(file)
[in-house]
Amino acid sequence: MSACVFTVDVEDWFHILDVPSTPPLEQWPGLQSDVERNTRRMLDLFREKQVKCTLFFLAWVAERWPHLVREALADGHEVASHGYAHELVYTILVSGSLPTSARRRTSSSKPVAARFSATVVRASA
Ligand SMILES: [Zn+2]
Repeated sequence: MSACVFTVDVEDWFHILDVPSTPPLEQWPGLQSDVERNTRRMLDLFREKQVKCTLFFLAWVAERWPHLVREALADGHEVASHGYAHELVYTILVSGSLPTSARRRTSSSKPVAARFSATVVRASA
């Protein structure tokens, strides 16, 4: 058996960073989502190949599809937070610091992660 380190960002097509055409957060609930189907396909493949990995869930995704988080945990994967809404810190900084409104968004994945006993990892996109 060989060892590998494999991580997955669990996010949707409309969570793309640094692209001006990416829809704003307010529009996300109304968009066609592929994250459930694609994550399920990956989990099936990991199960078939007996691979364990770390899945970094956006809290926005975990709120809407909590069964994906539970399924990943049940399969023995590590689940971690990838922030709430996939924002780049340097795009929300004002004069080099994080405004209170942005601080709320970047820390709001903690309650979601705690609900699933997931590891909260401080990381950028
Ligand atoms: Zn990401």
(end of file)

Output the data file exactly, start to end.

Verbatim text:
[in-house]
Amino acid sequence: MSACVFTVDVEDWFHILDVPSTPPLEQWPGLQSDVERNTRRMLDLFREKQVKCTLFFLAWVAERWPHLVREALADGHEVASHGYAHELVYTILVSGSLPTSARRRTSSSKPVAARFSATVVRASA
Ligand SMILES: [Zn+2]
Repeated sequence: MSACVFTVDVEDWFHILDVPSTPPLEQWPGLQSDVERNTRRMLDLFREKQVKCTLFFLAWVAERWPHLVREALADGHEVASHGYAHELVYTILVSGSLPTSARRRTSSSKPVAARFSATVVRASA
């Protein structure tokens, strides 16, 4: 058996960073989502190949599809937070610091992660 380190960002097509055409957060609930189907396909493949990995869930995704988080945990994967809404810190900084409104968004994945006993990892996109 060989060892590998494999991580997955669990996010949707409309969570793309640094692209001006990416829809704003307010529009996300109304968009066609592929994250459930694609994550399920990956989990099936990991199960078939007996691979364990770390899945970094956006809290926005975990709120809407909590069964994906539970399924990943049940399969023995590590689940971690990838922030709430996939924002780049340097795009929300004002004069080099994080405004209170942005601080709320970047820390709001903690309650979601705690609900699933997931590891909260401080990381950028
Ligand atoms: Zn990401």